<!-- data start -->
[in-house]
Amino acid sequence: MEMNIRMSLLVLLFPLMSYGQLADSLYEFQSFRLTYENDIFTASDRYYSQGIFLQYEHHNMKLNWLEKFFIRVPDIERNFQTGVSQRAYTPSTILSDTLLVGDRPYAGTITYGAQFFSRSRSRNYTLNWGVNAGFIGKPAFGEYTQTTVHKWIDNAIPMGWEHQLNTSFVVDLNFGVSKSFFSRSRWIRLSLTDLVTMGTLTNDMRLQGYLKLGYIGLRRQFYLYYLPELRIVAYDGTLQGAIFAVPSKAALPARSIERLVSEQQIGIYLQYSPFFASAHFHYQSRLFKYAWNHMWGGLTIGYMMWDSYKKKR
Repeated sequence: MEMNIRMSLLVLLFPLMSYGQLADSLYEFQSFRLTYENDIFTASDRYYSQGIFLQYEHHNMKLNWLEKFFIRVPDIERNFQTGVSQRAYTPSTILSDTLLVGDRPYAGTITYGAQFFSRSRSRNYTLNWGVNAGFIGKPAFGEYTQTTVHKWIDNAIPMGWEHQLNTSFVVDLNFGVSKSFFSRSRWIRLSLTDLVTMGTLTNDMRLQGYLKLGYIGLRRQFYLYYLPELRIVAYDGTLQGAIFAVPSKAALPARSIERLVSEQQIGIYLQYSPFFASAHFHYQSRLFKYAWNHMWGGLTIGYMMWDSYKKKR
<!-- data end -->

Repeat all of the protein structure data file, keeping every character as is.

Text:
[in-house]
Amino acid sequence: MEMNIRMSLLVLLFPLMSYGQLADSLYEFQSFRLTYENDIFTASDRYYSQGIFLQYEHHNMKLNWLEKFFIRVPDIERNFQTGVSQRAYTPSTILSDTLLVGDRPYAGTITYGAQFFSRSRSRNYTLNWGVNAGFIGKPAFGEYTQTTVHKWIDNAIPMGWEHQLNTSFVVDLNFGVSKSFFSRSRWIRLSLTDLVTMGTLTNDMRLQGYLKLGYIGLRRQFYLYYLPELRIVAYDGTLQGAIFAVPSKAALPARSIERLVSEQQIGIYLQYSPFFASAHFHYQSRLFKYAWNHMWGGLTIGYMMWDSYKKKR
Repeated sequence: MEMNIRMSLLVLLFPLMSYGQLADSLYEFQSFRLTYENDIFTASDRYYSQGIFLQYEHHNMKLNWLEKFFIRVPDIERNFQTGVSQRAYTPSTILSDTLLVGDRPYAGTITYGAQFFSRSRSRNYTLNWGVNAGFIGKPAFGEYTQTTVHKWIDNAIPMGWEHQLNTSFVVDLNFGVSKSFFSRSRWIRLSLTDLVTMGTLTNDMRLQGYLKLGYIGLRRQFYLYYLPELRIVAYDGTLQGAIFAVPSKAALPARSIERLVSEQQIGIYLQYSPFFASAHFHYQSRLFKYAWNHMWGGLTIGYMMWDSYKKKR